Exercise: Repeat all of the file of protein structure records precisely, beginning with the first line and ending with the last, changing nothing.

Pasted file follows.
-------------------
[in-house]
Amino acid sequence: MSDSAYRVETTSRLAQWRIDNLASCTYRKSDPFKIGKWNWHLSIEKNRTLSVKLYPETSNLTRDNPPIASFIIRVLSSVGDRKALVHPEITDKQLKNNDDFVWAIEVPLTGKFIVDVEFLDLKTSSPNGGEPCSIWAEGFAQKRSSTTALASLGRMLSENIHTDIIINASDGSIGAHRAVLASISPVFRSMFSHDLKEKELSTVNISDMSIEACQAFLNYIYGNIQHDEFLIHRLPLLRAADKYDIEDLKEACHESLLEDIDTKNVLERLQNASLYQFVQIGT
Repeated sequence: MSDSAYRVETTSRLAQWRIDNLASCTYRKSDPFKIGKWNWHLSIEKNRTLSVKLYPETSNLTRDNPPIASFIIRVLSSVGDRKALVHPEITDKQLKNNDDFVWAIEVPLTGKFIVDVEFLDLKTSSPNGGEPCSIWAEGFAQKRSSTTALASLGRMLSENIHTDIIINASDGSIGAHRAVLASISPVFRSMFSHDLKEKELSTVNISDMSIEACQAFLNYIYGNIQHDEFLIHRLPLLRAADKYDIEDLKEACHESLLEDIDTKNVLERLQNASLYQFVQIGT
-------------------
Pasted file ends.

[in-house]
Amino acid sequence: MSDSAYRVETTSRLAQWRIDNLASCTYRKSDPFKIGKWNWHLSIEKNRTLSVKLYPETSNLTRDNPPIASFIIRVLSSVGDRKALVHPEITDKQLKNNDDFVWAIEVPLTGKFIVDVEFLDLKTSSPNGGEPCSIWAEGFAQKRSSTTALASLGRMLSENIHTDIIINASDGSIGAHRAVLASISPVFRSMFSHDLKEKELSTVNISDMSIEACQAFLNYIYGNIQHDEFLIHRLPLLRAADKYDIEDLKEACHESLLEDIDTKNVLERLQNASLYQFVQIGT
Repeated sequence: MSDSAYRVETTSRLAQWRIDNLASCTYRKSDPFKIGKWNWHLSIEKNRTLSVKLYPETSNLTRDNPPIASFIIRVLSSVGDRKALVHPEITDKQLKNNDDFVWAIEVPLTGKFIVDVEFLDLKTSSPNGGEPCSIWAEGFAQKRSSTTALASLGRMLSENIHTDIIINASDGSIGAHRAVLASISPVFRSMFSHDLKEKELSTVNISDMSIEACQAFLNYIYGNIQHDEFLIHRLPLLRAADKYDIEDLKEACHESLLEDIDTKNVLERLQNASLYQFVQIGT